Dogfish Head Finally Cans Beers

Courtesy of Dogfish Head

Like most of the times I’ve found myself drinking with Sam Calagione, the founder, president and jovial personality behind Dogfish Head beer, the details end up a bit hazy. But at some point earlier this year, hanging out on the bar atop NYC’s Eataly, the conversation turned to canned beers – probably because it’s one of my favorite beer topics. During that relatively recent chat, I distinctly remember Calagione telling me that Dogfish Head would never can its beers. To be honest, though I remember him giving an explanation, I don’t specifically remember what it was – I was definitely a few Dogfish Head beers deep at the time. Still, I remember being surprised: Canning, after all, has been one of the hottest trends in craft beer – an industry with no shortfall in trends.

Well, hell has frozen over in a long list of ways this past week, and now we can add Dogfish Head cans to it. On Monday, the Delaware-based brewery announced that after 21 years, cans would finally be comin’ – starting first with the brewery’s signature 60-Minute IPA available immediately throughout the Mid-Atlantic before hitting the rest of the brewer’s 30-state-plus-DC distribution network early next year. At that point, the fruit-accentuated Flesh & Blood IPA and quaffable sour SeaQuench Ale will also hit the aluminum.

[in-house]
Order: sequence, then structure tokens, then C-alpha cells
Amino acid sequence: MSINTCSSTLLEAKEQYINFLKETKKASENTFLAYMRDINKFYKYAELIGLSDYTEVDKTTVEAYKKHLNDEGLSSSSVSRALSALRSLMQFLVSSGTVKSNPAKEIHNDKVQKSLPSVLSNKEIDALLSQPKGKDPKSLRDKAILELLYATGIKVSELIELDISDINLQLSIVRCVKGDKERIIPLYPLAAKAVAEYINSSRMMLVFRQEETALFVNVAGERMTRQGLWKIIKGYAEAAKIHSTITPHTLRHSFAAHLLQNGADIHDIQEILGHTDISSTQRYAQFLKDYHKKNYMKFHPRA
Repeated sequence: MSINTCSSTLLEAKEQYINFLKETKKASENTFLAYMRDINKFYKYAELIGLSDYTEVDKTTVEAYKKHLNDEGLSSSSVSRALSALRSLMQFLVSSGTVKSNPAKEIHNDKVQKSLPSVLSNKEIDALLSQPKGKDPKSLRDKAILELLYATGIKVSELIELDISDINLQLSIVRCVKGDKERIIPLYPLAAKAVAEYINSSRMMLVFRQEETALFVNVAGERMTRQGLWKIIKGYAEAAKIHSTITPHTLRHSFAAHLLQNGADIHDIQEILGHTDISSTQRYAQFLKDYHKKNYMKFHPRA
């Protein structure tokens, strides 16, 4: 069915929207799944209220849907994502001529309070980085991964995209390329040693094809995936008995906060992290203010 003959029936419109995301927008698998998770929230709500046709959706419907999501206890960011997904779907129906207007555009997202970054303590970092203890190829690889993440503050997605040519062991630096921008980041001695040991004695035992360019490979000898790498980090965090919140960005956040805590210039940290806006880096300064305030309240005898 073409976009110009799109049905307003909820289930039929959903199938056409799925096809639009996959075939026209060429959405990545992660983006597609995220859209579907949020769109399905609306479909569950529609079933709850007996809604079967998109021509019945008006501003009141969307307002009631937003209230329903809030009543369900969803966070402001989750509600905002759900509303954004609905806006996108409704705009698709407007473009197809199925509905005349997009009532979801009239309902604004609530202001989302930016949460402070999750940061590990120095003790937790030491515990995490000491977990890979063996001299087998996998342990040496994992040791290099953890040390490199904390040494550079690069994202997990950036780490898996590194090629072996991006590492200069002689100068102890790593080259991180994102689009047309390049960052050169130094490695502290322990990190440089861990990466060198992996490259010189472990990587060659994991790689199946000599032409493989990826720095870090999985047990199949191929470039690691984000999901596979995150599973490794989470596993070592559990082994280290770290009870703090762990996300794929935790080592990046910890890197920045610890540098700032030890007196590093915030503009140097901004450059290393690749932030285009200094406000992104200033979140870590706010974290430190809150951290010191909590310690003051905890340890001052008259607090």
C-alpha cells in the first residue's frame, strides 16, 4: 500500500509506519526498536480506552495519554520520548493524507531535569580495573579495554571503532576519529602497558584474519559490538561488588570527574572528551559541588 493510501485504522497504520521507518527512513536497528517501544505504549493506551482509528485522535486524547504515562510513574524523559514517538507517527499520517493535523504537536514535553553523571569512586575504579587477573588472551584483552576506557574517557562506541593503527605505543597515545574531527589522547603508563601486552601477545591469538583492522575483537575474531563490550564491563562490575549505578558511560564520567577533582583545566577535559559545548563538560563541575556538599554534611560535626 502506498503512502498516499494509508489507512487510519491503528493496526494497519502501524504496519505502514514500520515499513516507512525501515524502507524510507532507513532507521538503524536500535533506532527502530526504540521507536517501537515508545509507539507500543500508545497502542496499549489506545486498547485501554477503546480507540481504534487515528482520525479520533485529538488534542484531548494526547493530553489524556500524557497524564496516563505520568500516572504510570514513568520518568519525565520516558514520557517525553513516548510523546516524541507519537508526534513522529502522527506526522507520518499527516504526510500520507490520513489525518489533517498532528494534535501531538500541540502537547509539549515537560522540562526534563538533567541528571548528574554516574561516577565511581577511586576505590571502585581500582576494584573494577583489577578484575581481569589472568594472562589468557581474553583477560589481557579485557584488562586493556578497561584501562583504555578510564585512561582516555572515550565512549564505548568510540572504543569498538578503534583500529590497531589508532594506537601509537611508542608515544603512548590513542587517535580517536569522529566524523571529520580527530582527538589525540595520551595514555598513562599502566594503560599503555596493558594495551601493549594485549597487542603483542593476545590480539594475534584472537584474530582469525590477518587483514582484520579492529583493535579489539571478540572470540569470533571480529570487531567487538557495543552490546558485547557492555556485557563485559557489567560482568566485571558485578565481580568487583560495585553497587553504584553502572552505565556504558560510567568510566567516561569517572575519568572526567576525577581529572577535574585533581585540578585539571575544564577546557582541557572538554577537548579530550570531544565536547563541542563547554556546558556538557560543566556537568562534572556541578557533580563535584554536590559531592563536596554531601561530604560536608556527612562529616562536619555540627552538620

Related: INSIDE THE MAKING OF THE NEXT GREAT CANNED BEER

In Dogfish Head’s announcement, Calagione openly addresses his previous apprehension towards cans. “Early on in the craft brewing renaissance I was underwhelmed with the canning technology for craft beer,” he said. “But times have changed, equipment has evolved, and we’ve designed a beautiful, state-of-the-art Krones can line that delivers the quality and consistency our consumers have come to expect from our beer.” Continuing with that inherent can skepticism, the press release also emphasizes that Dogfish Head has gone out of its way to source “advanced metal packaging from Ball, a state of the art can manufacturer, to guarantee there is no metallic off-flavoring in the beer due to a special liner found in all Dogfish cans.”

As a personal fan of cans, I’m glad to see Calagione and Dogfish Head have had a change of heart. I reached out to Sam to see if he’d be willing to elaborate on how his feeling about cans have changed so rapidly, but I have yet to hear back as of writing. He’s may be out drinking with some other writer.

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